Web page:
There is absolutely no way in which food in the Community that can be used—I emphasise the word "can"—for the people of Ethiopia and Sudan will not be so used. Any Government, like the Government of Sudan, who are prepared to back to the hilt the man, and the Government, who invaded Kuwait need to look at their own countries and people first. We shall do all that we can to achieve peace in the countries under discussion this afternoon and find a peaceful means of withdrawal from Kuwait by the Government of Iraq.

Mr. John Wilkinson (Ruislip-Northwood)

I thank my right hon. Friend for her thoroughly positive statement and her personally constructive role in bringing relief to the hard-pressed countries of the horn of Africa. When she goes to Ethiopia, and if she sees the Soviet ambassador, will she make it clear that it is unacceptable for the Soviet Union to supply arms to the Government of Ethiopia, particularly to maintain the Soviet-equipped Ethiopian air force? There is little point in supplying aid to the miserable people of the Tigray and Eritrea one day if they are to have the life bombed out of them the next by the Soviet-equipped Ethiopian air force.

Mrs. Chalker

I spoke about this matter in March with the Soviet ambassador, but it is not just a question of arms from the Soviet Union. The Ethiopian Government have been purchasing them from other places, and arms have gone to the Eritreans and to the Tigrayans to further their struggle for independence. Until we can proceed with the talks that the United States has started on Ethiopia, I fear that we shall not persuade one nation to stop supplying arms. All nations must stop supplying them.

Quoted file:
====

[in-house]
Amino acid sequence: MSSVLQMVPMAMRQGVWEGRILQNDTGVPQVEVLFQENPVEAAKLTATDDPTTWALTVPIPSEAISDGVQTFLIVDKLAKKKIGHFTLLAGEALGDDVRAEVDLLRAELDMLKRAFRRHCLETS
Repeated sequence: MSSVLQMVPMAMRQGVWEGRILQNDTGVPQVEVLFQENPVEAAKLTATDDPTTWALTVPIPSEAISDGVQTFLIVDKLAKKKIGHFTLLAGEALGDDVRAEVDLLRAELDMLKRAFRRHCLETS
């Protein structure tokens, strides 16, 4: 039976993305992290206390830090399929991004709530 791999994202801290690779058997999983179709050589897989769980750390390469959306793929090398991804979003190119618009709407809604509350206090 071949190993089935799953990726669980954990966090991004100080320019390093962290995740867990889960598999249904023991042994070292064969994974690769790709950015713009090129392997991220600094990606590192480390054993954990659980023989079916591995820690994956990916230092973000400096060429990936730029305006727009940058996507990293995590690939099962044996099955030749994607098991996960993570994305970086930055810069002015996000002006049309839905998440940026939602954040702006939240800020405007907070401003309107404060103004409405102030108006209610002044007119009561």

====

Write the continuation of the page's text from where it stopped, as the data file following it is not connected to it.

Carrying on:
Mr. Jacques Arnold (Gravesham)

I congratulate my right hon. Friend on yet again ensuring that British emergency aid relief gets through as urgently as possible. Is it not true that changing the policies of Ethiopia need not be a long-term process, as suggested by the hon. Member for Cynon Valley (Mrs. Clwyd), even if the effects of such a change might be long term? Does my right hon. Friend agree that change by the Governments in this area is necessary, and particularly by the Ethiopian Government whose socialist policies have brought the country's economy to bankruptcy and given it a disgraceful human rights record?

Mrs. Chalker

We have said as much as we can about the need for change by the Government of Ethiopia and the Government of Sudan, not only in their economic management but in the way in which they treat their people. They are about as far away from good government as any Government could be. We shall do what we can. We shall make our views known and we will encourage others who share them to make theirs known, too. The essential job before us is to galvanise the whole international community and other bilateral donors into getting their donations and food organised quickly, with the help of the non-governmental organisations, particularly those from this country, so as to save 10 million people from starving.